Resistance training reduces the acute exercise-induced increase in muscle protein turnover Academic Article uri icon

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abstract

  • We examined the effect of resistance training on the response of mixed muscle protein fractional synthesis (FSR) and breakdown rates (FBR) by use of primed constant infusions of [2H5]phenylalanine and [15N]phenylalanine, respectively, to an isolated bout of pleiometric resistance exercise. Trained subjects, who were performing regular resistance exercise (trained, T; n = 6), were compared with sedentary, untrained controls (untrained, UT; n = 6). The exercise test consisted of 10 sets (8 repetitions per set) of single-leg knee flexion (i.e., pleiometric muscle contraction during lowering) at 120% of the subjects’ predetermined single-leg 1 repetition maximum. Subjects exercised one leg while their contralateral leg acted as a nonexercised (resting) control. Exercise resulted in an increase, above resting, in mixed muscle FSR in both groups (UT: rest, 0.036 ± 0.002; exercise, 0.0802 ± 0.01; T: rest, 0.045 ± 0.004; exercise, 0.067 ± 0.01; all values in %/h; P< 0.01). In addition, exercise resulted in an increase in mixed muscle FBR of 37 ± 5% (rest, 0.076 ± 0.005; exercise, 0.105 ± 0.01; all values in %/h; P < 0.01) in the UT group but did not significantly affect FBR in the T group. The resulting muscle net balance (FSR − FBR) was negative throughout the protocol ( P < 0.05) but was increased in the exercised leg in both groups ( P < 0.05). We conclude that pleiometric muscle contractions induce an increase in mixed muscle protein synthetic rate within 4 h of completion of an exercise bout but that resistance training attenuates this increase. A single bout of pleiometric muscle contractions also increased the FBR of mixed muscle protein in UT but not in T subjects.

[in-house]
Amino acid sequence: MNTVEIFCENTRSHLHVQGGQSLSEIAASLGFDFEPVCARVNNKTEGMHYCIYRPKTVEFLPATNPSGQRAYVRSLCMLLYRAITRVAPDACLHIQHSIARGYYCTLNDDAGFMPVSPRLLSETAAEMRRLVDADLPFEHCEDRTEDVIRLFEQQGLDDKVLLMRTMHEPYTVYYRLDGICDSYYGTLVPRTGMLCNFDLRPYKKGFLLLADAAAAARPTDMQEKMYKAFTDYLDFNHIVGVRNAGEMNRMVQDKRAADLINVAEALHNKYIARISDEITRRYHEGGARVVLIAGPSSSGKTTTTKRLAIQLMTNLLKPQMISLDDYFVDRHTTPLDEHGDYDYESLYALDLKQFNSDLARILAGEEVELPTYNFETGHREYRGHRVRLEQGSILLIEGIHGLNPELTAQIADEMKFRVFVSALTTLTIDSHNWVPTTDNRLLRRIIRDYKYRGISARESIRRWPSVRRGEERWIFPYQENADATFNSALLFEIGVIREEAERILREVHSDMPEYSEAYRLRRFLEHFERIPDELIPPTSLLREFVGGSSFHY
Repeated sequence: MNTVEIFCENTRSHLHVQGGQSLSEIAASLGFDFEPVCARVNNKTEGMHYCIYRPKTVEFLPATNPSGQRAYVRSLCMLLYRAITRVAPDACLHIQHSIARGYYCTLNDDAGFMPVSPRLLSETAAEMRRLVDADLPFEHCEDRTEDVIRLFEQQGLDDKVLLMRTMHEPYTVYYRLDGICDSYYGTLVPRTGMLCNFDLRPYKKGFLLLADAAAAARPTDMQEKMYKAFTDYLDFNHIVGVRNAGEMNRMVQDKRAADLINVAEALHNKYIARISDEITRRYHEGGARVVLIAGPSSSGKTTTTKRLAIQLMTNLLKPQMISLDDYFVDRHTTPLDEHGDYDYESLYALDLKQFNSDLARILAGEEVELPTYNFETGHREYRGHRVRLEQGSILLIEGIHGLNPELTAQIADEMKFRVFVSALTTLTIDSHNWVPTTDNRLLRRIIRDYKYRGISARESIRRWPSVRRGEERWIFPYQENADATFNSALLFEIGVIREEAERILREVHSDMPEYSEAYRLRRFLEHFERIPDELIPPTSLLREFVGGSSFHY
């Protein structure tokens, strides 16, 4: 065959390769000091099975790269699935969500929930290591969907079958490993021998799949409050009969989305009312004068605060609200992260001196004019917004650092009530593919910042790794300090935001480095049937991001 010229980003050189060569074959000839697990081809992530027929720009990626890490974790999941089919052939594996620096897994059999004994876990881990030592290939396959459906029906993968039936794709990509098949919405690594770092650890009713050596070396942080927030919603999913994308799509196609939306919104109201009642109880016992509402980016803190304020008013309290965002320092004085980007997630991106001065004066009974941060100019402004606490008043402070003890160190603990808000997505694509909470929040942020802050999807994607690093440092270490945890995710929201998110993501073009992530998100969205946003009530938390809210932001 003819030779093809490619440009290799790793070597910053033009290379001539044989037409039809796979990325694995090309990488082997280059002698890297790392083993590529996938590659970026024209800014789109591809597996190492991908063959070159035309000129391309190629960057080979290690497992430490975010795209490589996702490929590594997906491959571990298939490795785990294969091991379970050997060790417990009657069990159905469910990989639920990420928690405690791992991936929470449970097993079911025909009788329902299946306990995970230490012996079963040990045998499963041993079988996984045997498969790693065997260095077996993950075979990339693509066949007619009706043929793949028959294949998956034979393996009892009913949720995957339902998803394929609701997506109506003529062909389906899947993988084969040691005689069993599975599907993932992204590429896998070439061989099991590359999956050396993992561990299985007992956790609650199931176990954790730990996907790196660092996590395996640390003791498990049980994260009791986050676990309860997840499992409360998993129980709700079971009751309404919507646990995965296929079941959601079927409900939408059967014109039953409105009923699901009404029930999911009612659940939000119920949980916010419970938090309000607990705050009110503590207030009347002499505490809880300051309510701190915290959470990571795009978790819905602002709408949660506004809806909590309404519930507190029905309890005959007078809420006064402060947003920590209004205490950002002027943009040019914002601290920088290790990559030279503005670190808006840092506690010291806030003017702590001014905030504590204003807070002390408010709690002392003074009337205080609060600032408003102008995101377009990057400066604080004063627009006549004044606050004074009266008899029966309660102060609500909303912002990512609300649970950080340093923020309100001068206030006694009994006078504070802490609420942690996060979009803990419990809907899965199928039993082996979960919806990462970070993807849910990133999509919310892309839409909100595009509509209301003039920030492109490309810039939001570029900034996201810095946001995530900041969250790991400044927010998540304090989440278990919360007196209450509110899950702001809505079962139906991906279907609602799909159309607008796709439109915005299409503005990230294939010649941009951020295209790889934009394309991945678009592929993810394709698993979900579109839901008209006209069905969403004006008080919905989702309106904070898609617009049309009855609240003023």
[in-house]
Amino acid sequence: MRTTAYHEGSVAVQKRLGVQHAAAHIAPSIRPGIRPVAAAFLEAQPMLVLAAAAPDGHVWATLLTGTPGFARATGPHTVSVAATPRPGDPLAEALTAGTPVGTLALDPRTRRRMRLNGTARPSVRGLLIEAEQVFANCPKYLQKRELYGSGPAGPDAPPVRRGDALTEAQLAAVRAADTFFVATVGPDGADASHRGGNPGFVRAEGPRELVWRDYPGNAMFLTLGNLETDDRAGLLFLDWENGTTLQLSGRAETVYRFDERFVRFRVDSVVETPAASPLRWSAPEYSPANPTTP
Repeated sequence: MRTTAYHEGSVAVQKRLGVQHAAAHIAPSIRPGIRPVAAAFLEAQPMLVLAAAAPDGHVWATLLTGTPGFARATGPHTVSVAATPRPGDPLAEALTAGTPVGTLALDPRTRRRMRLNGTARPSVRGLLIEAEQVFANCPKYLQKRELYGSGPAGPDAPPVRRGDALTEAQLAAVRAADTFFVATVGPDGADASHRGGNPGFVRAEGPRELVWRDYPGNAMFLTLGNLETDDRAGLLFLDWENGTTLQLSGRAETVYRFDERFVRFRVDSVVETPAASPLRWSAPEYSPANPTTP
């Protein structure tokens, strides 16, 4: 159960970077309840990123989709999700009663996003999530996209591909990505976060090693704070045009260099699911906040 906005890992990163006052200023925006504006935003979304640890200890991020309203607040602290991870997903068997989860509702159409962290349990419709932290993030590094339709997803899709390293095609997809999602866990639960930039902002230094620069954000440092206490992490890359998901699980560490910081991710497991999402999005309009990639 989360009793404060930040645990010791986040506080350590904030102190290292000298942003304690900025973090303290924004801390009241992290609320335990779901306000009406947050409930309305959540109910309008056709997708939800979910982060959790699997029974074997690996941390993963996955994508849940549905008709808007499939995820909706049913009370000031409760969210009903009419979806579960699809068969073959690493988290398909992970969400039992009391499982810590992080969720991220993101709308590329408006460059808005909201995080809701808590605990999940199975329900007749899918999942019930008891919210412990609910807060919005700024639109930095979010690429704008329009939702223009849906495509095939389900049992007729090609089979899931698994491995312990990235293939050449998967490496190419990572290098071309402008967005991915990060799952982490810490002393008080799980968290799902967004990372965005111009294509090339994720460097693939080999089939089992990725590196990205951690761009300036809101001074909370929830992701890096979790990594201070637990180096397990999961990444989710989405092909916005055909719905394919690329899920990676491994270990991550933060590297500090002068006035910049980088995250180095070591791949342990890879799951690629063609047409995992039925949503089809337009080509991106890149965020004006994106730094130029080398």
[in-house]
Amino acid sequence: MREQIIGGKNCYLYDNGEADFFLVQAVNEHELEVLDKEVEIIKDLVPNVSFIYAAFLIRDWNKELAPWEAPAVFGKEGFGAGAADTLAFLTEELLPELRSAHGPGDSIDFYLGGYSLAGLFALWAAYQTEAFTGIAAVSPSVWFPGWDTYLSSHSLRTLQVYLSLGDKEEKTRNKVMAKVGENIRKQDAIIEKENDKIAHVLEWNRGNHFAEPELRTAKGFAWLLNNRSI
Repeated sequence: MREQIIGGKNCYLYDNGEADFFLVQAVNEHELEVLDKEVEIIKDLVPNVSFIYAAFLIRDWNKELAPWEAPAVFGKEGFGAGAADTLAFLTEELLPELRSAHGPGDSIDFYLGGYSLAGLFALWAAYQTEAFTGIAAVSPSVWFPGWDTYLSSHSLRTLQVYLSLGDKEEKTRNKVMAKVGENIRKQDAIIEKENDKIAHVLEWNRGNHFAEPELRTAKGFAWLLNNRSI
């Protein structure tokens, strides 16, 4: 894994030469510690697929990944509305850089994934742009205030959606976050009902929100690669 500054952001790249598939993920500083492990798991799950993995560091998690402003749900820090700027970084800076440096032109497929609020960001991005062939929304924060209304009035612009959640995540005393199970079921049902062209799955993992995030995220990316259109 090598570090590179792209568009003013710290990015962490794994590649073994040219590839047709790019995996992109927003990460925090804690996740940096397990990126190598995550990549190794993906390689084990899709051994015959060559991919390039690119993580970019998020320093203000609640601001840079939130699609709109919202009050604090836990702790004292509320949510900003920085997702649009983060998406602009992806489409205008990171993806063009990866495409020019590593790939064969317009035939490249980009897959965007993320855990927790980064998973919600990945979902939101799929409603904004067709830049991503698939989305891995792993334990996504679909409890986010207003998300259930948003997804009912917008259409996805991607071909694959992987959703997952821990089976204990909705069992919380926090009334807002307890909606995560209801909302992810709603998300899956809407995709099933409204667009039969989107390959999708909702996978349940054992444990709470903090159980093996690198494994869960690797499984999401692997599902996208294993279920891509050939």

publication date

  • January 1, 1999